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Louis Henry II, Prince of Condé

 

Louis Henry II, Prince of Condé

Louis Henri
Prince of Condé
Reign 13 May 1818 – 30 August 1830
Predecessor Louis Joseph
Successor Title extinct
Spouse Bathilde d'Orléans
Issue
Louis Antoine, Duke of Enghien
Full name
Louis Henri Joseph de Bourbon
Father Louis Joseph, Prince of Condé
Mother Charlotte de Rohan
Born (1756-04-13)13 April 1756
Hôtel de Condé, Paris, France
Died 30 August 1830(1830-08-30) (aged 74)
Château de Saint-Leu, France
Burial Basilica of Saint Denis
Signature

Louis Henri de Bourbon, Prince of Condé (Louis Henri Joseph; 13 April 1756 - 30 August 1830) was the Prince of Condé from 1818 to his death. He was the brother-in-law of Philippe Égalité and nephew of Victoire de Rohan.

Life

He was the only son of Louis Joseph, Prince of Condé and his wife, Charlotte de Rohan. As a member of the reigning House of Bourbon, he was a prince du sang and was entitled to the style of Serene Highness, prior to his accession to the Condé title, while he was known as the duke of Enghien and later as Duke of Bourbon. On succeeding his father he was entitled to the style of Royal Highness.

Marriage

On 24 April 1770, he married Bathilde d'Orléans, only surviving daughter of Louis Philippe d'Orléans, Duke of Orléans and Louise Henriette de Bourbon. The couple were married in the chapel at the palace of Versailles and were descended from Louis XIV to the same degree (their paternal great grandmothers were sisters, daughters of Madame de Montespan). In 1772 their only son, Louis Antoine, Duke of Enghien, was born. The marriage was not a happy one, and in 1780 the couple separated. Louis never remarried.

Shortly afterwards, Louis Henri began a public affair with an opera singer, Marguerite Michelot"Mimi", which resulted in two illegitimate daughters, one of whom, Adèle, went on to marry the comte de Reuilly. During the French Revolution, Louis Henri accompanied his father into exile in England and survived the purge of the House of Bourbon in France, which cost the life of King Louis XVI and his Queen Marie-Antoinette, amongst others.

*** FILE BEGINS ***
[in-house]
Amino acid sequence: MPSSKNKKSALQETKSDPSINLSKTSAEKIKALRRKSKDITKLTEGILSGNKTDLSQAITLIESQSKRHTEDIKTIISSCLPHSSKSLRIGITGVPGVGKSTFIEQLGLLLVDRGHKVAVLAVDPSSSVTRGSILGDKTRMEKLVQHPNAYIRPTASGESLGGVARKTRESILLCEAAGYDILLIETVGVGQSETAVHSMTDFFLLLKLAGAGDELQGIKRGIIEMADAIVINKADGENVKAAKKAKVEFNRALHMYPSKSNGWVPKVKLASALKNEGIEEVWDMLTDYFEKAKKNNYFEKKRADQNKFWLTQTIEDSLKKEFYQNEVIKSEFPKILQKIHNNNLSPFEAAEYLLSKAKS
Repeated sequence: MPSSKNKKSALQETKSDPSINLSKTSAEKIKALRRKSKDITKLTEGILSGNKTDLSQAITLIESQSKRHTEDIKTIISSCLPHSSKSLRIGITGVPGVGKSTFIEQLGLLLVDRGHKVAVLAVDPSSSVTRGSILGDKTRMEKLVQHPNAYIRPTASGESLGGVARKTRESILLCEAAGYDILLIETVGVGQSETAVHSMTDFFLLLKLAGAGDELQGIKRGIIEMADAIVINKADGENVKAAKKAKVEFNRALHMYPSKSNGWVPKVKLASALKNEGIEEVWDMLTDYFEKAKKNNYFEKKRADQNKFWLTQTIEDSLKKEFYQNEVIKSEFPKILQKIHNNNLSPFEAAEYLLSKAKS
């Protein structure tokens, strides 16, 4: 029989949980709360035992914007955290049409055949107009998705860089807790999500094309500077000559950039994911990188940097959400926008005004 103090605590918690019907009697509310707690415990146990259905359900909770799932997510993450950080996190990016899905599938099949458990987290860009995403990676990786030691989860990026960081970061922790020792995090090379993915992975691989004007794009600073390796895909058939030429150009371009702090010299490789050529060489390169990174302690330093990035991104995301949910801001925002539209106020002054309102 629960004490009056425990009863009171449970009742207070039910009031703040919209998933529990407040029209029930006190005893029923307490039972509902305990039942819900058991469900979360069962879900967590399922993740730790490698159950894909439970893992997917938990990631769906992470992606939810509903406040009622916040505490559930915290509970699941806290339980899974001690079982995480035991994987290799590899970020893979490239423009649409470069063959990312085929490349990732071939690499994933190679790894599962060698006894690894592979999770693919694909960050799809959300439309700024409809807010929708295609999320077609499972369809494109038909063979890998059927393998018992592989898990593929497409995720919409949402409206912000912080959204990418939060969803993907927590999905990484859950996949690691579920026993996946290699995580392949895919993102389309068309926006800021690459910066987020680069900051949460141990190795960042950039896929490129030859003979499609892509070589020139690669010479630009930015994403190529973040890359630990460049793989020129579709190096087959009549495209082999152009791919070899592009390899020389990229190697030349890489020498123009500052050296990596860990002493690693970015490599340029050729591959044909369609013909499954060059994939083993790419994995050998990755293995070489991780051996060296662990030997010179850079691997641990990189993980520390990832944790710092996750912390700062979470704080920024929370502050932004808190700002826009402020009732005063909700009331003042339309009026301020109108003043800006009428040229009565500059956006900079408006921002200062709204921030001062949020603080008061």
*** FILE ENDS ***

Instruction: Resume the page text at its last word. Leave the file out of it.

In 1804, his son, the Duke of Enghien, was abducted in Germany by order of Napoleon and executed in the moat of the Château de Vincennes on trumped up charges of treason. The Duke of Enghien had been married to Charlotte de Rohan for less than two months and had no issue.

Louis Henri returned with his father to France after the defeat of Napoleon in 1814, and both recovered their fortunes and public status. On his father's death in 1818, he assumed the title of Prince de Condé.

If French kings Henry IV or Louis XIII had no children, Louis Henri would be the last living male line member of the House of Bourbon. However this could have changed as his paternal grandmother would not have existed either as a granddaughter of Louis XIII.

End of the Condé

The line of Bourbon-Condé came to an end with Louis Henri II's death under suspicious circumstances in 1830, shortly after the July Revolution. While in exile in 1811, the duc de Bourbon had made the acquaintance at a bordello in Piccadilly of one Sophia Dawes or Daw, a maid in a brothel from the Isle of Wight. He set the woman and her mother up in London in a house on Gloucester Street. There, she went through an extensive educational program